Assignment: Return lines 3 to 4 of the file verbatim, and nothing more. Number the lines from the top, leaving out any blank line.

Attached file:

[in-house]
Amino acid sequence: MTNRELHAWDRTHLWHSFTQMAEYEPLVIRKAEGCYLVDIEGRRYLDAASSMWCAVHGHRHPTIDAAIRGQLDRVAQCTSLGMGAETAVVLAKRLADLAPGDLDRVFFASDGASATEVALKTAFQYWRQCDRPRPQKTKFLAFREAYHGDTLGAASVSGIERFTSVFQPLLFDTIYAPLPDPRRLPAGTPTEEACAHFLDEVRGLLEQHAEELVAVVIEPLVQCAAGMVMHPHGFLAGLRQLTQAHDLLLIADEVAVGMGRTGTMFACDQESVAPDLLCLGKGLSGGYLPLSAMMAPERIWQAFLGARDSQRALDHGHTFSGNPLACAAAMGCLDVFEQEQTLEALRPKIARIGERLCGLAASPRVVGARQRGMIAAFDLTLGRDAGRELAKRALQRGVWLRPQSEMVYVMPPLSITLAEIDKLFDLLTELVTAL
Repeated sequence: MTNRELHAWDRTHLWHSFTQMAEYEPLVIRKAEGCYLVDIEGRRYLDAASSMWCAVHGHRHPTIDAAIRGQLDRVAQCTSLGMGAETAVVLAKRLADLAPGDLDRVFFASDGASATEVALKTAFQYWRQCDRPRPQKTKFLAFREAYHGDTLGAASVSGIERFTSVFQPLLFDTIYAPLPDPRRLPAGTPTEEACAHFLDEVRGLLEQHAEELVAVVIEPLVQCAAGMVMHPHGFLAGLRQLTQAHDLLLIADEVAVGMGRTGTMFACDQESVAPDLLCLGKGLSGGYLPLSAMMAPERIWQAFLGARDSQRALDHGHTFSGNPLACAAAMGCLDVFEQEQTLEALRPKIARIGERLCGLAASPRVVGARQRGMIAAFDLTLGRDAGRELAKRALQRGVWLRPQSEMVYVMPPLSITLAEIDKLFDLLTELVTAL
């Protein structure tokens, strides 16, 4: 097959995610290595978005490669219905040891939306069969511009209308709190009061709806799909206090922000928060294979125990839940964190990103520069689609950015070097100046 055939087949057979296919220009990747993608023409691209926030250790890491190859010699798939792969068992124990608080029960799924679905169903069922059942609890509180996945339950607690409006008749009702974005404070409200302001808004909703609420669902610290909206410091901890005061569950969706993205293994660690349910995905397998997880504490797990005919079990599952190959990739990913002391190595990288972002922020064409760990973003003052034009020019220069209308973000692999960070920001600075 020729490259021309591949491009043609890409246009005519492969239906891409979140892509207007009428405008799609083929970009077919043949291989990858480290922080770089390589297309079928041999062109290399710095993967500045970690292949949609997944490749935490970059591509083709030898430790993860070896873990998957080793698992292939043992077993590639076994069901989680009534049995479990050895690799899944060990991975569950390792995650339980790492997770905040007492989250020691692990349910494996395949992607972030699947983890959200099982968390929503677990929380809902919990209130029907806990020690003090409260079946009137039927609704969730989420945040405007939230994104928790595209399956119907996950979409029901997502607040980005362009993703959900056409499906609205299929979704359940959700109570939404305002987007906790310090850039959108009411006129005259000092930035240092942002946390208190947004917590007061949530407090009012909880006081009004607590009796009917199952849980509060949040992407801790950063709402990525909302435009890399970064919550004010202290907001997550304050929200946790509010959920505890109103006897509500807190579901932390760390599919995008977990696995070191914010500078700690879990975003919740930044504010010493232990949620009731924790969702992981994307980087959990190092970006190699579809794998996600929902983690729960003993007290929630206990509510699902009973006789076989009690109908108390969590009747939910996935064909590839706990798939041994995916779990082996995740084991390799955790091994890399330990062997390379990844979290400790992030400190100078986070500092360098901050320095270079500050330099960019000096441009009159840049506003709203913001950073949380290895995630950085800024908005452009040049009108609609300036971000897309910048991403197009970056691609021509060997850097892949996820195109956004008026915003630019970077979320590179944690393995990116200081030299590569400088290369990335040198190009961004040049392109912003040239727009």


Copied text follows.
Repeated sequence: MTNRELHAWDRTHLWHSFTQMAEYEPLVIRKAEGCYLVDIEGRRYLDAASSMWCAVHGHRHPTIDAAIRGQLDRVAQCTSLGMGAETAVVLAKRLADLAPGDLDRVFFASDGASATEVALKTAFQYWRQCDRPRPQKTKFLAFREAYHGDTLGAASVSGIERFTSVFQPLLFDTIYAPLPDPRRLPAGTPTEEACAHFLDEVRGLLEQHAEELVAVVIEPLVQCAAGMVMHPHGFLAGLRQLTQAHDLLLIADEVAVGMGRTGTMFACDQESVAPDLLCLGKGLSGGYLPLSAMMAPERIWQAFLGARDSQRALDHGHTFSGNPLACAAAMGCLDVFEQEQTLEALRPKIARIGERLCGLAASPRVVGARQRGMIAAFDLTLGRDAGRELAKRALQRGVWLRPQSEMVYVMPPLSITLAEIDKLFDLLTELVTAL
């Protein structure tokens, strides 16, 4: 097959995610290595978005490669219905040891939306069969511009209308709190009061709806799909206090922000928060294979125990839940964190990103520069689609950015070097100046 055939087949057979296919220009990747993608023409691209926030250790890491190859010699798939792969068992124990608080029960799924679905169903069922059942609890509180996945339950607690409006008749009702974005404070409200302001808004909703609420669902610290909206410091901890005061569950969706993205293994660690349910995905397998997880504490797990005919079990599952190959990739990913002391190595990288972002922020064409760990973003003052034009020019220069209308973000692999960070920001600075 020729490259021309591949491009043609890409246009005519492969239906891409979140892509207007009428405008799609083929970009077919043949291989990858480290922080770089390589297309079928041999062109290399710095993967500045970690292949949609997944490749935490970059591509083709030898430790993860070896873990998957080793698992292939043992077993590639076994069901989680009534049995479990050895690799899944060990991975569950390792995650339980790492997770905040007492989250020691692990349910494996395949992607972030699947983890959200099982968390929503677990929380809902919990209130029907806990020690003090409260079946009137039927609704969730989420945040405007939230994104928790595209399956119907996950979409029901997502607040980005362009993703959900056409499906609205299929979704359940959700109570939404305002987007906790310090850039959108009411006129005259000092930035240092942002946390208190947004917590007061949530407090009012909880006081009004607590009796009917199952849980509060949040992407801790950063709402990525909302435009890399970064919550004010202290907001997550304050929200946790509010959920505890109103006897509500807190579901932390760390599919995008977990696995070191914010500078700690879990975003919740930044504010010493232990949620009731924790969702992981994307980087959990190092970006190699579809794998996600929902983690729960003993007290929630206990509510699902009973006789076989009690109908108390969590009747939910996935064909590839706990798939041994995916779990082996995740084991390799955790091994890399330990062997390379990844979290400790992030400190100078986070500092360098901050320095270079500050330099960019000096441009009159840049506003709203913001950073949380290895995630950085800024908005452009040049009108609609300036971000897309910048991403197009970056691609021509060997850097892949996820195109956004008026915003630019970077979320590179944690393995990116200081030299590569400088290369990335040198190009961004040049392109912003040239727009």